We will be moving the 131.215.113.XXX ip addresses of the martian network over to a 192.168.XXX.YYY scheme.
Computer names (i.e. linux1, scipe25/c1dcuepics) will not change. The domain name martian, will not change (i.e. linux1.martian.). What will change is the underlying IP address associated with the host names. Linux1 will no longer be 220.127.116.11 but something like 192.168.0.20. If everything is done properly, that should be it. There should be no impact or need to change anything in EPICS for example. However, if there are custom scripts with hard coded IP addresses rather than hostnames, those would need to be updated, if they exist.
Each computer and router will need to either be accessed remotely, or directly, and the configuration files controlling the IP address (and/or dns lookup locations) be modified. Then it needs to be rebooted so the configuration changes take effect. I'll be making an updated list of computers this week (tracked down via their physical ethernet cables), and next week, probably on Thursday, and then we simply go down the list one by one.
For a linux machine, this means checking the /etc/hosts file and making sure it doesn't have old information. It should look like:
127.0.0.1 localhost.localdomain localhost
::1 localhost6.localdomain6 localhost6
Then change the /etc/sysconfig/network-scripts/ifcfg-eth0 file (or ethX file depending on the ethernet card in question). The IPADDR, NETWORK, and GATEWAY lines will need to be changed. You can change the hostname (although I don't plan on it) by modifying the /etc/sysconfig/network file.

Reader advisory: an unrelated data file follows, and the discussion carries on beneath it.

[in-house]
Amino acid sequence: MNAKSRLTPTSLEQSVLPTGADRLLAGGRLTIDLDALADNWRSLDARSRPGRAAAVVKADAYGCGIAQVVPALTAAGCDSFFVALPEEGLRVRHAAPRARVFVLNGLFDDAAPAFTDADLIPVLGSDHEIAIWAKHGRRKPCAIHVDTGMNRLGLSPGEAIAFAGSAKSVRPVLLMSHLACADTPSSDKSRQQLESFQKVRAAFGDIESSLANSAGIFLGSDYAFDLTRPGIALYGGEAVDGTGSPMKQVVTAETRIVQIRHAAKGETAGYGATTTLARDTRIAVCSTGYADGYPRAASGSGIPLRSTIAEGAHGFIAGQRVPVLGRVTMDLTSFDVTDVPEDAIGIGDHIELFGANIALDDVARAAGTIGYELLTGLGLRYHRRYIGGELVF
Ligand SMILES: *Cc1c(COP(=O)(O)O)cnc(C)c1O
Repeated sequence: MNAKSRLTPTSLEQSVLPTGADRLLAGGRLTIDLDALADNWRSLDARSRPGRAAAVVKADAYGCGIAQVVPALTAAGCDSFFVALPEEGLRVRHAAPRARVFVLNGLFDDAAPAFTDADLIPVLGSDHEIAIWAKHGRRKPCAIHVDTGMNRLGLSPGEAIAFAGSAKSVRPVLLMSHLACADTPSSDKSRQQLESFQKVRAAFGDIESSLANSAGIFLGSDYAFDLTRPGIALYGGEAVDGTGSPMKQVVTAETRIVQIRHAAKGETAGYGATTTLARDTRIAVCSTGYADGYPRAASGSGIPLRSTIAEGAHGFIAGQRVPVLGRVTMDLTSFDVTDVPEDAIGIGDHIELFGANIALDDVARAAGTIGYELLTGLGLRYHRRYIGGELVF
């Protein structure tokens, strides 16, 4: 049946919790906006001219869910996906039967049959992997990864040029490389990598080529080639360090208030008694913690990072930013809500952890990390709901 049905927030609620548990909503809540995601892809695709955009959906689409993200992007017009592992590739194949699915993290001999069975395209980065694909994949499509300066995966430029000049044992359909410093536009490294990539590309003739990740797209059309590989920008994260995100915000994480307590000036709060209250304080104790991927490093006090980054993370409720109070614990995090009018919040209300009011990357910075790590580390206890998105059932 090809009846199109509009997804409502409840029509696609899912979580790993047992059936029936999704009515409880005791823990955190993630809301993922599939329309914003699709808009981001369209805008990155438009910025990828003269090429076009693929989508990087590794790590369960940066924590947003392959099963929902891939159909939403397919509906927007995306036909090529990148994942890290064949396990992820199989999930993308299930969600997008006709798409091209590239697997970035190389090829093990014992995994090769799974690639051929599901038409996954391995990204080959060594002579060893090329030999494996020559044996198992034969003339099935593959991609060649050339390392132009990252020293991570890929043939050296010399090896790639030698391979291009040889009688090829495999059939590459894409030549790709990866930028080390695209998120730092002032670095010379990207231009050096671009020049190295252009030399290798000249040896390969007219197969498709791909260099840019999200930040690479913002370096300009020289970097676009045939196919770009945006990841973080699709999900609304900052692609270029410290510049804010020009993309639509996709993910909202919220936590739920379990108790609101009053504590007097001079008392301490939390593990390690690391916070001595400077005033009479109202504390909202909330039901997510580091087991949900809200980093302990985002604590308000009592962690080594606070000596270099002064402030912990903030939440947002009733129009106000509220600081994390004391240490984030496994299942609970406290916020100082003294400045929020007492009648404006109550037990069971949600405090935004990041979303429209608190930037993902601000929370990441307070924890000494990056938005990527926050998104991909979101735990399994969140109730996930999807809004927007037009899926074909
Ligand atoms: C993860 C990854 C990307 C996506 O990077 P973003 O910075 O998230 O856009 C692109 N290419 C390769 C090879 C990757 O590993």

The /etc/resolv.conf file will need to be updated with the new DNS server location (i.e. 18.104.22.168 to 192.168.0.20 for example).
Simlarly to linux, the /etc/hosts file will need to be updated and/or simplified. The /etc/defaultrouter file will need to be updated to the new router ip. /etc/defaultdomain will need to be updated. The /etc/resolv.conf will need to be updated with the new dns server.
Looking at the vxWorks machines, the command bootChange can be used to view or edit the IP configuration.
The following is an example from c1iscey.
'.' = clear field; '-' = go to previous field; ^D = quit
boot device : eeE0
processor number : 0
host name : linux1
file name : /cvs/cds/vw/pIII_7751/vxWorks
inet on ethernet (e) : 22.214.171.124:ffffff00
inet on backplane (b):
host inet (h) : 126.96.36.199
gateway inet (g) :
user (u) : controls
ftp password (pw) (blank = use rsh):
flags (f) : 0x0
target name (tn) : c1iscey
startup script (s) :
other (o) :
value = 0 = 0x0
By updating the the host (name of machine where its mounting /cvs/cds from - i.e. linux1), inet on ethernet (the IP of c1iscey) and host inet (linux1's ip address), we should be able to change all the vxWorks machines.
The DNS server running on linux1 will need to be updated with the new IPs and domain information. The host file on linux1 will also need to be updated for all the new IP addresses as well.
This will need to be handled carefully as the last time I tried getting away without the host file on linux1, it broke NFS mounting from other machines. However, as long as the host on linux1 is kept in sync with the dns server files everything should work.